News, Vision & Voice for the Advisory Community
The updated user interface was built on the same technology at Gmail and it shows
July 12, 2011 — 3:14 PM UTC by Heather Underwood
Nevin’s Note: I spoke with Greg Brown from Interactive Advisory Software at the T3 conference in February, and he explained that the reason I hadn’t heard of his company before was that it had been catering to a fairly static clientele since it was founded a decade ago, but that it had recently received a great deal of venture capital and kicked things into a higher gear as a result. Despite my distaste for the marketing lingo that’s been spread pretty thickly on its new website and conference booth, I have to say that its new user interface is really impressive — worth checking out if you’re in the market for all-in-one advisor software.
Based out of Atlanta, Ga., Interactive Advisory Software is stepping out of its “hidden gem” history with new investment, a new CEO, and a brand new look. It currently has about 50 employees, and has added about 50 clients over the last 18 months. “I think momentum is definitely the right word for it,” says John Philpott, the new CEO.
IAS, which combines portfolio management, financial planning, CRM, back-office services/reconciliation, client access portals and rebalancing, was founded in 2000 and has about 200 firms on its platform, 90% of which are RIAs.
The company didn’t do much marketing for most of its life, but recently raised a combined $5 million in venture capital from TechOperators and Total Technology Ventures, and is hiring heavily in the marketing and sales department as a result.
Philpott comes from a wealth management and tech background. He founded a wealth management and family office firm in 2004 and was one of the original employees of the S1 Corporation, which does online payments and was founded in 1995.
“We think we have a pretty unique value proposition with the single consolidated platform and single consolidated database,” says Philpott.
IAS in a nutshell:
|Release Date||Founded in 2000, a reincarnation of the early 1990’s company IFS|
|Price||High-end pricing based on number of account; low entry point pricing around $1000/month|
|User Base||about 200 firms, 1000 users|
|Competitors||Tamarac, Orion Advisor Services, LLC, Advent Software, Black Diamond Performance Reporting, and many others.|
|Web or Desktop||Web-based, SAAS distribution model|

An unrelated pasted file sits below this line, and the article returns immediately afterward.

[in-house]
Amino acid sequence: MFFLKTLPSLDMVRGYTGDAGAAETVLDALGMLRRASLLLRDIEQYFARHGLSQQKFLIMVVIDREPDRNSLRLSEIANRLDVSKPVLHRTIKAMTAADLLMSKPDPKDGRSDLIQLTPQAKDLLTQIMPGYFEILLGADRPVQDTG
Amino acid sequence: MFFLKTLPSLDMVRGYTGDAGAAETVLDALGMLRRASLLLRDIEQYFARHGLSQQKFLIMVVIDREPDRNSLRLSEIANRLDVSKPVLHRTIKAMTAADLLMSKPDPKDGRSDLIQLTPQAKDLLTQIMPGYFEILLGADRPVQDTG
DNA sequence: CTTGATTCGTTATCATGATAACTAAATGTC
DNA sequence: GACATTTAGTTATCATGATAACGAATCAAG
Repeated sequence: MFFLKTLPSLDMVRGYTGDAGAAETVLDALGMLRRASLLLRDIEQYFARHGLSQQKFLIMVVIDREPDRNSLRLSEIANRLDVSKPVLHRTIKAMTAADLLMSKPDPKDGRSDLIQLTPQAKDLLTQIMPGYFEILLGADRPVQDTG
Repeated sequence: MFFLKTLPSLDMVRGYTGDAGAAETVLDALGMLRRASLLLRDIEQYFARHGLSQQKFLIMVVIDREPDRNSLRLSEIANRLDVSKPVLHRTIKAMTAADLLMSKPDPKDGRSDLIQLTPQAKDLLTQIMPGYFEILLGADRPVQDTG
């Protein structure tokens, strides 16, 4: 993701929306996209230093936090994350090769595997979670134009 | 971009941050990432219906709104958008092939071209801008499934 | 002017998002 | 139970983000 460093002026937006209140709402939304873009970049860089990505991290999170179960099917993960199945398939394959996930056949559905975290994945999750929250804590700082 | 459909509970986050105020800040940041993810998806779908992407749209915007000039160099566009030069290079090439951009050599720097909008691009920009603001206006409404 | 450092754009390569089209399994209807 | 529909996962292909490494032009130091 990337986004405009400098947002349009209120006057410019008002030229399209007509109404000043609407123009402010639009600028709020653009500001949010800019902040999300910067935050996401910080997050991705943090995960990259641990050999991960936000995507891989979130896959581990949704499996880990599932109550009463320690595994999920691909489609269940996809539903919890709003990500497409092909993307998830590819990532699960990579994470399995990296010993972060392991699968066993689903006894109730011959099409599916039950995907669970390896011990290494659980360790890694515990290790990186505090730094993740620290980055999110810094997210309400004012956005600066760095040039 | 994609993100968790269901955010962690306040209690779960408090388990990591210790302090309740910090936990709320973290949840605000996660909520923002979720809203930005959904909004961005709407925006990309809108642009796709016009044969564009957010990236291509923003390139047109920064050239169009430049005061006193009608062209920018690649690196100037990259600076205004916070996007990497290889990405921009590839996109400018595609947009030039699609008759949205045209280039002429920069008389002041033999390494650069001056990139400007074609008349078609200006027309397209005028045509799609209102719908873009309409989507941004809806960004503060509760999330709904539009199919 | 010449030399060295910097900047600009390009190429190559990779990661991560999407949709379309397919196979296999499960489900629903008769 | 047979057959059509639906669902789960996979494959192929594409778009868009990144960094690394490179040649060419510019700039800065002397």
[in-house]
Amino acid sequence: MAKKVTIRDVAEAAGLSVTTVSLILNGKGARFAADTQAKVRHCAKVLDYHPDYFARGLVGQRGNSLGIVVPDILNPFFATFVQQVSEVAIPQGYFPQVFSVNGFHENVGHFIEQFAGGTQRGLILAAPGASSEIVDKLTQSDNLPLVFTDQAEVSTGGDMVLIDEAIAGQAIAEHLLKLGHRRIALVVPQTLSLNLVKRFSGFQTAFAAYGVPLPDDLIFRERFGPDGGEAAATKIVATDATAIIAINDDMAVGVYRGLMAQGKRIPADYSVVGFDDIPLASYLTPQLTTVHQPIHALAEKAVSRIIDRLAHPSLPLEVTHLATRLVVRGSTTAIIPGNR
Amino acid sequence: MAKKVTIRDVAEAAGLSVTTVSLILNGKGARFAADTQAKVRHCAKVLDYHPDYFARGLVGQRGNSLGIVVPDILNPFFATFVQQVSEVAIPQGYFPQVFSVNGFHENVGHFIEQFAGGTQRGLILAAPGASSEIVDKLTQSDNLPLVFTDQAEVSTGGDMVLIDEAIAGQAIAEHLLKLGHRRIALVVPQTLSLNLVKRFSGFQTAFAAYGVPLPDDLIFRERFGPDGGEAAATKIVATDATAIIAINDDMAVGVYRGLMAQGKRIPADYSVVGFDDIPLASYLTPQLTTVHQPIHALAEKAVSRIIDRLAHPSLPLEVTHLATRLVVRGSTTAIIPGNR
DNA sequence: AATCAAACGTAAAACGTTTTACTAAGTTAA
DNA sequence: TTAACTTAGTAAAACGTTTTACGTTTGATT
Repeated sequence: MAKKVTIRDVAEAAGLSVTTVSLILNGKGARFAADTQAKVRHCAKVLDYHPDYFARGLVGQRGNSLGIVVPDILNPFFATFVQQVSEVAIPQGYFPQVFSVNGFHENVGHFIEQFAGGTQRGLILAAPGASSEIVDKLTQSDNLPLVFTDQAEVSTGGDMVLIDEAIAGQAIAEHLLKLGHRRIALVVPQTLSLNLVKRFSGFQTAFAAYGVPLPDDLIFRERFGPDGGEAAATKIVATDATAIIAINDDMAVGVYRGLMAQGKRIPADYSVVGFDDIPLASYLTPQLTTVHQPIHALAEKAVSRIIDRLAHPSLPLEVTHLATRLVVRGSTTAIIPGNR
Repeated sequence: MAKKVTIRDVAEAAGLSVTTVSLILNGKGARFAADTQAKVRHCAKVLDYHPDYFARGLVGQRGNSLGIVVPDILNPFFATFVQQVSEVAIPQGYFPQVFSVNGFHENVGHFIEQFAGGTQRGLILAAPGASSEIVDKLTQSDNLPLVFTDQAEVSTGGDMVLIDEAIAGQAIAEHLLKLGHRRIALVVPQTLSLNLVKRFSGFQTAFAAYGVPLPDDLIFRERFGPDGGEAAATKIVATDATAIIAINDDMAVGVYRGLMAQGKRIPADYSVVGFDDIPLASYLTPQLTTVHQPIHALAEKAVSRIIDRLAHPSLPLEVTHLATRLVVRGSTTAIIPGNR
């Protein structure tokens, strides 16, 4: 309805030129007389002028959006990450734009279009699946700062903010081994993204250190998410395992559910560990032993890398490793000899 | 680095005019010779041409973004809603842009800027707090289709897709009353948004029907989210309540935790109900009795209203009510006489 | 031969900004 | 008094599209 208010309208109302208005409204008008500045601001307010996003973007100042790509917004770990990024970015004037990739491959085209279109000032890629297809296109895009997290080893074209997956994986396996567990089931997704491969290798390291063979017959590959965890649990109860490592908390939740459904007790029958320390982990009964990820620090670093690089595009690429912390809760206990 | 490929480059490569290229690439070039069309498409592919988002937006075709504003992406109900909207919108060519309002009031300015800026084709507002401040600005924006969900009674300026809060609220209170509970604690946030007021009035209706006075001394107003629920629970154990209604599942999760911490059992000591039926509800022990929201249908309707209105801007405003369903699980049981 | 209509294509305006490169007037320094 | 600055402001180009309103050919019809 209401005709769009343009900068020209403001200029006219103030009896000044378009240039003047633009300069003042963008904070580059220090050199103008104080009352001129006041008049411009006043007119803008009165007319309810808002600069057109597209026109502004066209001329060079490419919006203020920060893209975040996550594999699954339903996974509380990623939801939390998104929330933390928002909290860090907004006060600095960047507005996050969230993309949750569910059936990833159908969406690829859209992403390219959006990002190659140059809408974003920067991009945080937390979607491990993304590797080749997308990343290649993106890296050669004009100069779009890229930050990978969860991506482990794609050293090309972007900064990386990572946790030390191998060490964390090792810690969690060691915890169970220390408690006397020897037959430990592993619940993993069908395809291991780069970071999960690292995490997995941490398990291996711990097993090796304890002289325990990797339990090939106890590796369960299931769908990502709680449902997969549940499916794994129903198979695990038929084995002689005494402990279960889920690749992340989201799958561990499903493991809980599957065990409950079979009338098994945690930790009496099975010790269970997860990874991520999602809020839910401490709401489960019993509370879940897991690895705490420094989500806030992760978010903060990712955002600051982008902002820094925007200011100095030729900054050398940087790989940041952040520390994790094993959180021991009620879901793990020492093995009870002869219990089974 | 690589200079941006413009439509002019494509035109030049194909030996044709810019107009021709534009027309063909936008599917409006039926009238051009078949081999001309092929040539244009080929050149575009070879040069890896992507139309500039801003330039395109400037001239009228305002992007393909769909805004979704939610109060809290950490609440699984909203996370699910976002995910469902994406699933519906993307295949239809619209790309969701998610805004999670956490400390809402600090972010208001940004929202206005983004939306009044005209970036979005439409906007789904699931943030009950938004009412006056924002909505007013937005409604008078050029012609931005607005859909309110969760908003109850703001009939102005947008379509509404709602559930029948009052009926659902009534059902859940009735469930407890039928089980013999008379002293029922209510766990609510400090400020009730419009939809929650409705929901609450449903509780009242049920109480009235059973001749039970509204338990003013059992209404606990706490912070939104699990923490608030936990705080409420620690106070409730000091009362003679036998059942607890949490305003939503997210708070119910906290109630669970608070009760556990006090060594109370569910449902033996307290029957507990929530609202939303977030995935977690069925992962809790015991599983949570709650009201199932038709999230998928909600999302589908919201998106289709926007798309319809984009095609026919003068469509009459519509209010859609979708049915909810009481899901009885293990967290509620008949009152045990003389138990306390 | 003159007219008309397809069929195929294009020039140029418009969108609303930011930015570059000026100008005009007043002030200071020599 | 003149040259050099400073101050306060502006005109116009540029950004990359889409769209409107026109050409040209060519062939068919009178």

|What does it do primarily?||portfolio management, CRM, financial planning, rebalancing|
Jeff Bernier, president and chief investment officer of Tandem Growth Financial Advisors, has been using IAS since starting his firm in late 2002. “I wanted to provide holistic wealth management and be free to use whatever money manager or insurance provider or custodian; I didn’t want the delivery of my advice to be limited by where I held client assets,” says Bernier.
With five employees, only two of which are full-time, Bernier emphasizes the automation capabilities, product integration, and simple batch reporting with IAS. “What the software has allowed us to do is to create tons of systems and processes that are repeatable; all the things we could systematize, we’ve systematized,” says Bernier.
Underneath the various functions IAS serves is a single database system that IAS touts as its biggest differentiator and the key to its holistic product offering.
Why a single database?
There are several software companies taking the holistic all-in-one approach to building their product. Tamarac’s Advisor X, (See: A close look at Tamarac’s Advisor 9 and its strategic use of Schwab software), a direct competitor of IAS, has also turned its attention to offering advisors a single solution for the same functions.
IAS has taken a single database approach to data storage. One advantage of this approach is no need for data synchronization since there is only one copy of everything. Another advantage is greater flexibility in terms of data retrieval. For example, advisors do not have to hit multiple databases and export information to compare CRM data with portfolio management data, so it’s simpler to sort clients by criteria that span both worlds.